There is evidence suggesting that EQ, emotional intelligence, and not IQ is the key to success. As can be inferred from the article on the right, EQ is what allows individuals to "successfully" anticipate and respond to others' actions--which is the essence of social life  (and why, according to sociobiologists, our brains got so large).  One wonders what the relationship is between individuals' EQ and the number of auto accidents they've been involved in.  Anyway, recognition of this self facet has given rise to the emotional literacy movement.

Online Bibliography of Emotions and Emotional Intelligence
EQ Today: Making the Most of Emotional Intelligence
"Elusive EQ" in The New Scientist
The Consortium for Research on Emotional Intelligence in Organizations
Body, Mind & Spirit -- What's your EQ?


Given their potency in shaping (and flavoring) the relationships between self and society, it is not surprising the extent to which social institutions attempt to reinforce or reject individuals' affective states through:

Michel Foucault develops a historical shift in the technology of punishment from the body to the emotions--"the technology of the educators, the psychologists and the psychiatrists."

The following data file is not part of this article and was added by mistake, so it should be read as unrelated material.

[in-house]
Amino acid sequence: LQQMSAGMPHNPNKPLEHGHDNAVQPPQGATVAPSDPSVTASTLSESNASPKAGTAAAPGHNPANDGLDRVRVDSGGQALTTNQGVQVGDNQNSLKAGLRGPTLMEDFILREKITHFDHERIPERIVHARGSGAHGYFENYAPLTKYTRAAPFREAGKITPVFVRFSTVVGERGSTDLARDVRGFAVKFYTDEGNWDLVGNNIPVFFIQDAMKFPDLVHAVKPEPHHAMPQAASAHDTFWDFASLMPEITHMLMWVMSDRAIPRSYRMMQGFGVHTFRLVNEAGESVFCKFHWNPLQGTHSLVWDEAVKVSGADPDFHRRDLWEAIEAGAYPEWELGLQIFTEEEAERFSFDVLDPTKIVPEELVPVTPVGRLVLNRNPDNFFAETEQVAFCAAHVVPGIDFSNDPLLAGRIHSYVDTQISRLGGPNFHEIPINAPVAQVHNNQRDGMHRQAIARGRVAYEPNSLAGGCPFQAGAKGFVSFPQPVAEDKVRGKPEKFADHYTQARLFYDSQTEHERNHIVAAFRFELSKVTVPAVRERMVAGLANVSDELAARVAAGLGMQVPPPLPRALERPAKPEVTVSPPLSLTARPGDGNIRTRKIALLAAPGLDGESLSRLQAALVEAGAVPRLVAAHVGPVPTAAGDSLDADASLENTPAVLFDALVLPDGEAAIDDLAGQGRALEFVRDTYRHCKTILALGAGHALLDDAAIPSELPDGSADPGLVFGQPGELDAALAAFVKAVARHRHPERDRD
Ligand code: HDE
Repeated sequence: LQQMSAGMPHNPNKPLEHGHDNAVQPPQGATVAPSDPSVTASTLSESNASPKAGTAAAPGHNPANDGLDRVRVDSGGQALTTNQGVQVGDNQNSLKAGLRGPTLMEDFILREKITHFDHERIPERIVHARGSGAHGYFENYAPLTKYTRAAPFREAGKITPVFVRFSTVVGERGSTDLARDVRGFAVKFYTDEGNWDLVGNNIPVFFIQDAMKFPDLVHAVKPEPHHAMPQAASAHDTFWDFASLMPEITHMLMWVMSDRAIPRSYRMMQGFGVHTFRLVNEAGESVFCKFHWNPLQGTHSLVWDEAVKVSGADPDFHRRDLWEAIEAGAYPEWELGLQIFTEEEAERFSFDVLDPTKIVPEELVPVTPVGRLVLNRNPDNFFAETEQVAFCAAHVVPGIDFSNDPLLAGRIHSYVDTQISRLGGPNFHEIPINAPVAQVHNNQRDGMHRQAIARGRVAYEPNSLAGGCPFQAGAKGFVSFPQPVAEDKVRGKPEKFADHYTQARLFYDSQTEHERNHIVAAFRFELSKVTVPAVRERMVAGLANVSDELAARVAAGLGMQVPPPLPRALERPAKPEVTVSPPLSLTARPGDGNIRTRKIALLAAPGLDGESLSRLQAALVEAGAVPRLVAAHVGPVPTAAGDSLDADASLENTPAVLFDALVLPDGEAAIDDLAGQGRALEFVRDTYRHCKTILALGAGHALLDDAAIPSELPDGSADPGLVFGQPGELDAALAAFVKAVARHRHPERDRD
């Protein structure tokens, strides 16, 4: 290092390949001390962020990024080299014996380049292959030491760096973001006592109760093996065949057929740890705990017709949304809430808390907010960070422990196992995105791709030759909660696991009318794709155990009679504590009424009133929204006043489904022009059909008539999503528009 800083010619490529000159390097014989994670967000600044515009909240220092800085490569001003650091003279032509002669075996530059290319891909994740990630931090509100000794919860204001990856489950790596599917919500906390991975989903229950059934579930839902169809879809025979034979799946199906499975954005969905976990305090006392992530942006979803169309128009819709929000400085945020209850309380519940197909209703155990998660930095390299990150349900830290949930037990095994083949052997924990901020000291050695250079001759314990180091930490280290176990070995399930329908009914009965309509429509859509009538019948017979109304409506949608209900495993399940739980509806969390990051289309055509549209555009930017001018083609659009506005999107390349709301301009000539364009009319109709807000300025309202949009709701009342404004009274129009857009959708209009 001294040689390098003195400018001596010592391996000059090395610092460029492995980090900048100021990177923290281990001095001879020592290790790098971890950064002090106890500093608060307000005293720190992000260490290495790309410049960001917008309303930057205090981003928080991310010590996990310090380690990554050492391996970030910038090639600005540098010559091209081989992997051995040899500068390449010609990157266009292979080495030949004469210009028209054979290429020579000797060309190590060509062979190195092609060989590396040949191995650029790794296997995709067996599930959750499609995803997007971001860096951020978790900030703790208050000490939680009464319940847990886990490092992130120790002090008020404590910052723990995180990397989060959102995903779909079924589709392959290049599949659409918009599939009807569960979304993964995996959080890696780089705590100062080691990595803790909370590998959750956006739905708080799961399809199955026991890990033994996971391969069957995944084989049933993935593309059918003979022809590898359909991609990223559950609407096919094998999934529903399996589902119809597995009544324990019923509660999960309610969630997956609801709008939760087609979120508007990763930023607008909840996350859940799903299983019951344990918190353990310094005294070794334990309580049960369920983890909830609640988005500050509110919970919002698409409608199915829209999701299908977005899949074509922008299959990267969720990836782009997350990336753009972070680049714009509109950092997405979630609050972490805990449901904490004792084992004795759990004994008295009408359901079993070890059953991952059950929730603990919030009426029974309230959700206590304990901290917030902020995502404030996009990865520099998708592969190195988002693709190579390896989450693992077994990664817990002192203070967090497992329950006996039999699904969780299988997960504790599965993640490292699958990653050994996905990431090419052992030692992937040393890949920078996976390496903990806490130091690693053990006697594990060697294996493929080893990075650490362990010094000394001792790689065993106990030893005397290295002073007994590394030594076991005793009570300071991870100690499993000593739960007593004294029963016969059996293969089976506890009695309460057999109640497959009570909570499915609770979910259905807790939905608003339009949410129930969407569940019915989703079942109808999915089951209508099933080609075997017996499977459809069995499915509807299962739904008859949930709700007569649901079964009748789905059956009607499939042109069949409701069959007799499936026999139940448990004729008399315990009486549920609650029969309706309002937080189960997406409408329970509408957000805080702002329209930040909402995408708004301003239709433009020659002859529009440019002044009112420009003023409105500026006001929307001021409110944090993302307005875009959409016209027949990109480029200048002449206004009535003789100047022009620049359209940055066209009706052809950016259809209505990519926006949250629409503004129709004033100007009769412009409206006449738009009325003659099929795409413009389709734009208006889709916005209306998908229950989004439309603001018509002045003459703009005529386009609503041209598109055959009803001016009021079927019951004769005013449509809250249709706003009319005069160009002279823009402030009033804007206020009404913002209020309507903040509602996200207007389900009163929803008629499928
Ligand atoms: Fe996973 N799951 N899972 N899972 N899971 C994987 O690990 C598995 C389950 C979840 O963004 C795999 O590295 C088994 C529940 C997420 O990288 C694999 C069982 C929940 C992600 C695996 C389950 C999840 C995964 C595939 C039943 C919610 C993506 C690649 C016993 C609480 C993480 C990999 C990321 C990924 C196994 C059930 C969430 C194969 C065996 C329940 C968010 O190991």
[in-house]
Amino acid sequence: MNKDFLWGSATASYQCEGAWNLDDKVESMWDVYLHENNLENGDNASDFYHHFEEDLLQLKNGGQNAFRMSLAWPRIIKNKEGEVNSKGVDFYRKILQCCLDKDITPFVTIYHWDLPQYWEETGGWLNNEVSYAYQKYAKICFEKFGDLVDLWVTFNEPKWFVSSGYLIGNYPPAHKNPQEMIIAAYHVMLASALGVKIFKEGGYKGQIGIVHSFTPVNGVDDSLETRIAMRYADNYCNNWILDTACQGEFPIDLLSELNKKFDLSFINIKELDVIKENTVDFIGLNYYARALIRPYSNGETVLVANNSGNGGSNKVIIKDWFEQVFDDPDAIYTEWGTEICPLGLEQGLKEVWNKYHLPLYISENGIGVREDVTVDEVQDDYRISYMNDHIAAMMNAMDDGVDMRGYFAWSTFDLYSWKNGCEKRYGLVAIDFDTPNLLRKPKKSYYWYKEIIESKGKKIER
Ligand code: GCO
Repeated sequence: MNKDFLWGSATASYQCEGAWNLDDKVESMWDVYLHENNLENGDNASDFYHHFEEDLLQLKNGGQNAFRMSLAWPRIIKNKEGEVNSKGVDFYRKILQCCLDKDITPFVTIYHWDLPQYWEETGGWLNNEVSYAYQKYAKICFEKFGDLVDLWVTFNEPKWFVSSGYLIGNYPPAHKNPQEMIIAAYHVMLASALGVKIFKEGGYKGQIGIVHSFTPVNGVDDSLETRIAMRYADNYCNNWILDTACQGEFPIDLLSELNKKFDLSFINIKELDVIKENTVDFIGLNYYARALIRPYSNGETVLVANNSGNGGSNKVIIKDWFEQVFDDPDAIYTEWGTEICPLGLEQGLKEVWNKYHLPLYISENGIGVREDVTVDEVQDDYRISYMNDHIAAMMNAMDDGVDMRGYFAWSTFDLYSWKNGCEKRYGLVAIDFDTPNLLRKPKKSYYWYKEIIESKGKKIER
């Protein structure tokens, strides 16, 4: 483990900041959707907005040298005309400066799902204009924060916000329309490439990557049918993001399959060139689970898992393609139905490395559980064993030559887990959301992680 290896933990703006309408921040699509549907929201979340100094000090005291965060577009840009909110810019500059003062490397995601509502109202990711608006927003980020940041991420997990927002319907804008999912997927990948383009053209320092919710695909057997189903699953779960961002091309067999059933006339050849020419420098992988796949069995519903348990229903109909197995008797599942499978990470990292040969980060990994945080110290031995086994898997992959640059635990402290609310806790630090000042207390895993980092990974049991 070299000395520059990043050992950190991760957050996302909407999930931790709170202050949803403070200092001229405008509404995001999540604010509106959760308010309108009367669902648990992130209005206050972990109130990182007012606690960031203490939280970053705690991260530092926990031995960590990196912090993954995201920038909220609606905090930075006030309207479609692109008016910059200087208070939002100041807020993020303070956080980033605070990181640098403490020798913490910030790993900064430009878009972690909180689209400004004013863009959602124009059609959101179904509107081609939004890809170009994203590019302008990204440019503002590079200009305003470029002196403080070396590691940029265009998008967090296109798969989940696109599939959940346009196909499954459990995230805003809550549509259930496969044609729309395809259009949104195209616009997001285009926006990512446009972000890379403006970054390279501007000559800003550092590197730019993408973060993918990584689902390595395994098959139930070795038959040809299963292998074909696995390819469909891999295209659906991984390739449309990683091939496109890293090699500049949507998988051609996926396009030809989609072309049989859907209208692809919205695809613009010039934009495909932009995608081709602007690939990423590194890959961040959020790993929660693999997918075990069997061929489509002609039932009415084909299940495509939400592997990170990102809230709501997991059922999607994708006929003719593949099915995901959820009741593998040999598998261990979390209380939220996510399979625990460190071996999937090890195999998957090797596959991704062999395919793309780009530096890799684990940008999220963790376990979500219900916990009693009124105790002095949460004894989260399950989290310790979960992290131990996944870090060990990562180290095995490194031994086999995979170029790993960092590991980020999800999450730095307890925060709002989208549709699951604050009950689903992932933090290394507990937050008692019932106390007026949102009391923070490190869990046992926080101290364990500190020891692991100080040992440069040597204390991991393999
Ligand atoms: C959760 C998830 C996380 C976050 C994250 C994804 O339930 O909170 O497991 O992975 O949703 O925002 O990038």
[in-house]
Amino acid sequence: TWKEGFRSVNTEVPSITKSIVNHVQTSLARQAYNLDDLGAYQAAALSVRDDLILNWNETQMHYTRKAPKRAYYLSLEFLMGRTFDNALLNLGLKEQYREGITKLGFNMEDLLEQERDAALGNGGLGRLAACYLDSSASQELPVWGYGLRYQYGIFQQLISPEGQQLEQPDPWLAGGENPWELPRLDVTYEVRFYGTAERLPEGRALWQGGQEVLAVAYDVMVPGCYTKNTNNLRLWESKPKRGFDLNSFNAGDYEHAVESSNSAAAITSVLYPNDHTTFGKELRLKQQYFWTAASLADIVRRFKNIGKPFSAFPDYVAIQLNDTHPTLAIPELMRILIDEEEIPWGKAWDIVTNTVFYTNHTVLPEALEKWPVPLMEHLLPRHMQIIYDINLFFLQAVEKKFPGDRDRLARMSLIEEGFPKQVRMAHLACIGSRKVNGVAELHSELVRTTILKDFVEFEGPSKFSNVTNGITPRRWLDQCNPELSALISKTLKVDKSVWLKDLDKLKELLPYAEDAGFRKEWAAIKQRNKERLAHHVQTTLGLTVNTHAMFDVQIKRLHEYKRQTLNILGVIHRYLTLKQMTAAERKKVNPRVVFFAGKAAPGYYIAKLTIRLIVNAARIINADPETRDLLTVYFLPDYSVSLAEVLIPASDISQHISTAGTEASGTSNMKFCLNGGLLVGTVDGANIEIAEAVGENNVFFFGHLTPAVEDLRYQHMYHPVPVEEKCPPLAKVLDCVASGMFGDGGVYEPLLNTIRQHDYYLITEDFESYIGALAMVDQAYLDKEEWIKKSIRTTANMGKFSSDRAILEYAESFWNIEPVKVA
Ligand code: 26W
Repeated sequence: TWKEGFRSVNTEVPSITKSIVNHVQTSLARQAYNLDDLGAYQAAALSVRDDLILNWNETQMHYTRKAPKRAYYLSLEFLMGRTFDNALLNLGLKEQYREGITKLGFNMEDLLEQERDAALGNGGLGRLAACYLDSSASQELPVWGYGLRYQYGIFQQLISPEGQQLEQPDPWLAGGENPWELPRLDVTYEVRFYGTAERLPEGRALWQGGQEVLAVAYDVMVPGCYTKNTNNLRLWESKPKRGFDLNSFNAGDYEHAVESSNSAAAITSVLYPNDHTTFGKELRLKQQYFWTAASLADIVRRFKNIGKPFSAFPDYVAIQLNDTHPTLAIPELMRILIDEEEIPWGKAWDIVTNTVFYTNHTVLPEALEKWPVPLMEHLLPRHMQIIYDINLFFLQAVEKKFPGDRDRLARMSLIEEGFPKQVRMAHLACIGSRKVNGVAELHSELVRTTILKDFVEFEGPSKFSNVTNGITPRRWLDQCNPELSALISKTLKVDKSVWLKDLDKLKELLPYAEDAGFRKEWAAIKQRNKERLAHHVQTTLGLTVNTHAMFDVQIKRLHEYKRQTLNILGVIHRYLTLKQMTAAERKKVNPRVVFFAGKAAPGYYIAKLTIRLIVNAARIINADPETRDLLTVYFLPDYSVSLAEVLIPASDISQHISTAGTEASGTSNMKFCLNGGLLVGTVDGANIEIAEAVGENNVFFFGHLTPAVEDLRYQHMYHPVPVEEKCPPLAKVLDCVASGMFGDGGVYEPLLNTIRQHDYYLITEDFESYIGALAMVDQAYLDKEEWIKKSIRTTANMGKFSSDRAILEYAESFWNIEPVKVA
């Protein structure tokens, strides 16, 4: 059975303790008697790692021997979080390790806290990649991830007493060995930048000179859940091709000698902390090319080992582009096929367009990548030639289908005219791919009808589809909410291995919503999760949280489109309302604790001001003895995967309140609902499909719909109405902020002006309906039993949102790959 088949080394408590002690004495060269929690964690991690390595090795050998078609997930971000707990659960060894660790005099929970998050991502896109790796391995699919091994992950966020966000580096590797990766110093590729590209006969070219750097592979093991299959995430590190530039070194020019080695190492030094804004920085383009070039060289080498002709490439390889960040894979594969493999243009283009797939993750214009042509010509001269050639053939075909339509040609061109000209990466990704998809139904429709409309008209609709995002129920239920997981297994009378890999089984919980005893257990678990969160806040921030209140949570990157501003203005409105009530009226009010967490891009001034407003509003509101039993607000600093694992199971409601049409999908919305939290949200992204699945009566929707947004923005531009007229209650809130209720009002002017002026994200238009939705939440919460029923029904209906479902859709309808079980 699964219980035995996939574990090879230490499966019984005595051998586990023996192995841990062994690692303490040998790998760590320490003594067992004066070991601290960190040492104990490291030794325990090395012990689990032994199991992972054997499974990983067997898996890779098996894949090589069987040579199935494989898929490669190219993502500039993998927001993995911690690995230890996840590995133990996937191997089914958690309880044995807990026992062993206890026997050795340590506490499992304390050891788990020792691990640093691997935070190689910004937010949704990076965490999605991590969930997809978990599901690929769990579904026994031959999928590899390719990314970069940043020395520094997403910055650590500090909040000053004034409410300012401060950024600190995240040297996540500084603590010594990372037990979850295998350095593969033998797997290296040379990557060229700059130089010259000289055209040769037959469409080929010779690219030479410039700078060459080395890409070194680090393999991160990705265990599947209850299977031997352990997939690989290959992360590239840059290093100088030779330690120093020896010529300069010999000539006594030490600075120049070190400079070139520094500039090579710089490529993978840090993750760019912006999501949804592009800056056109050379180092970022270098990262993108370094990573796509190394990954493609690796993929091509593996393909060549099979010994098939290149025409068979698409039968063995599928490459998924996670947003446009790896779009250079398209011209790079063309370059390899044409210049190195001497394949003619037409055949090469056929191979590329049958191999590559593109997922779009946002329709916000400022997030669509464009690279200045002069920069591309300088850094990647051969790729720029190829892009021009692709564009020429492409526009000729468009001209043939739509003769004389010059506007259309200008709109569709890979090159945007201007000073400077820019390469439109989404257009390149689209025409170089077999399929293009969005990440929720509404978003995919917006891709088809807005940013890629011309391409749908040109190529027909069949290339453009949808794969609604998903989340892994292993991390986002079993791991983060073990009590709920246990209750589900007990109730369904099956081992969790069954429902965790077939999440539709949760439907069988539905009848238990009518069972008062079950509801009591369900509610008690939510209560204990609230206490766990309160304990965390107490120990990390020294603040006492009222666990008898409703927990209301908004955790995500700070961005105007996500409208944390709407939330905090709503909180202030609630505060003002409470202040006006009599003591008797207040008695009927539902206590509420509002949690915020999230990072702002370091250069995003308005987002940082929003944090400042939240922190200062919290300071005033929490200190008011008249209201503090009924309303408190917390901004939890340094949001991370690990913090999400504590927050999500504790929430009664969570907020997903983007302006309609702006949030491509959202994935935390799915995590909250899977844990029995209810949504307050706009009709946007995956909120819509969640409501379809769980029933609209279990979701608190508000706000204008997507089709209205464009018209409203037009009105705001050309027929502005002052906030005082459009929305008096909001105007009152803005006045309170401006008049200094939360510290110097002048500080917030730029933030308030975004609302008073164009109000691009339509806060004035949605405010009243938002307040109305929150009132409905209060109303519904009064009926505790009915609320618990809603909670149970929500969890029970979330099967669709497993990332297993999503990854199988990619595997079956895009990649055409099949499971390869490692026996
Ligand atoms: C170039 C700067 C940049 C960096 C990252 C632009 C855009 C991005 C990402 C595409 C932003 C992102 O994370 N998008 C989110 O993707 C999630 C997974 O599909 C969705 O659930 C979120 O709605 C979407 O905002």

In the 1996 NORC General Social Survey American adults were asked of their affective states. Below is the age distribution of some of these feelings. Observe how older people are generally less likely to experience the emotional lows and highs of other age groups.

On how many days in
the past 7 days have you:
18-29 30-39 40-49 50-59 60-69  70+ 
felt ashamed of something
you'd done (%no days)
73% 72% 71% 82% 80% 83%
felt fearful about something 
that might happen to you
(% no days)
54 56 55 60 71 70
worried alot about little
things (%no days)
22 25 30 38 44 41
felt contented
(% every day)
29 29 33 39 51 51
felt anxious and tense
(% no days)
21 23 25 34 39 46
felt so restless that you
couldn't sit long in a
chair (% 4 or more days)
24 20 16 13 14 19
felt excited about or
interested in something
(% 5 or more days)
35 37 34 38 40 29
felt overjoyed about
something (% no days)
29 37 44 45 45 53

To illustrate the different emotive worlds experienced by members of various social classes, consider the table below. Observe in total that 17% of Americans felt fearful about something that might happen to them 3 or more days during the prior week. From the TOTAL row, note that females were slighly more fearful than males. From the TOTAL column observe how members of the lower class were nearly four times more likely to have been fearful than upper class members. The higher the social class, the greater the sex discrepancy in fear.


Lower 31% 31% 31%
Working 17 17 17
Middle 11 17 14
Upper 5 11 8
TOTAL 15 18 17


See a talk with Joseph Ledoux, "Parallel Memories: Putting Emotions Back into the Brain"

Thomas Scheff's homepage, with articles and book chapters

David Heise's homepage, with elaborations of his Affect Control Theory

The Science of Emotions Neurobiological research at the University of Wisconsin Madison

Donelson Forsyth's "Motivation and Emotion" page

The Institute for Rational-Emotive Therapy

Return to Social Psychology Index